Instead of going though one media group at a time in whole class Explorations, I decided to try blended learning, even though I'd tried different versions in the past and not been happy with the result. A big motivation for trying again was my 4th period. What was a small combination class of advanced honors students and beginning art limited to seniors ballooned over the first week of school to almost thirty students in not just beginning and honors art, but AP sculpture and independent study as well. I had a rough few week as more and more students rolled in.
So I put content online.
I had originally planned to film, but I ran out of time, so I used text and images to set out a series of steps for learning and then making s summative artwork on my class website for four media/ processes; pen & ink, colored pencil, cardboard sculpture and tie dye (which was a student request in advance of a football game theme).
These function as online centers, which are added as I open new centers throughout the year. They support learning and autonomy by providing a context for independent exploration. Students select what media they want to try and decide how long to spend working with it.
The first day of online centers went well, except for a handful of kids not following the steps, therefore not understanding how the materials could be used. The next day I reviewed what I was asking for, then had students look at the Exploration they were working on and write out a summary of the steps to share with a partner. I've had almost no issues since.
What I have had:
When I think about how this is working so well, when it hadn't before, some key elements are that my classroom is very clearly organized for finding materials, that I started with limited options that are added to over the course, my online content is easy to follow and my kids have been responsible for locating and finding materials since the first day.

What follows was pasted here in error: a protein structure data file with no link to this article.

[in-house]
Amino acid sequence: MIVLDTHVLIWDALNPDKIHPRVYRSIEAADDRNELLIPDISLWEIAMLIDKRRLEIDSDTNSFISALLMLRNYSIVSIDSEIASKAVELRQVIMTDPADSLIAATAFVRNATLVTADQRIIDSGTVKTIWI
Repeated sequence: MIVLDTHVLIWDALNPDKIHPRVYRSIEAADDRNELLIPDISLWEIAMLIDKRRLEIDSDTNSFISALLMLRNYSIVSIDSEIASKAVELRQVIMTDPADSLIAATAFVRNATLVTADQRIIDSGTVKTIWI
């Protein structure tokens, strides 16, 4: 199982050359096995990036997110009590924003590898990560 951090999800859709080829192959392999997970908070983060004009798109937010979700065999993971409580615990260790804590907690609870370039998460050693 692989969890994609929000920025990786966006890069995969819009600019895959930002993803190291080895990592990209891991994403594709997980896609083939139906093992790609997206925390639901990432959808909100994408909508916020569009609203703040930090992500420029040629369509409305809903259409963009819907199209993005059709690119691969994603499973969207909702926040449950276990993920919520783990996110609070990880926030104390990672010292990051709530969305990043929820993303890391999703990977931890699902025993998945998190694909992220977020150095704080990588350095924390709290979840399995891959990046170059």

My favorite part, undoubtedly, of these few weeks has been the display space. I have huge cork boards in my room, where I placed a note that said "put art here". Over time, they did, which was lovely. One day, when the boards were getting full of the art that my students wanted to share a girl in my fourth period saw something she connected with and left a note to the artist on a sticky note near the work. The next day some noticed and more notes were added and the display area quickly became a place where I could often find multiple students looking and responding to work just because they were interested.
Somehow my classroom had stopped being mine and become ours, so much faster than any of my high school classes ever have.
It feels like my elementary TAB room. It feels like magic.
I'm interested in creating a student student centered space for my high school students through choice and abundant opportunity for self expression. I'm also a writer for SchoolArts co-author of The Open Art Room.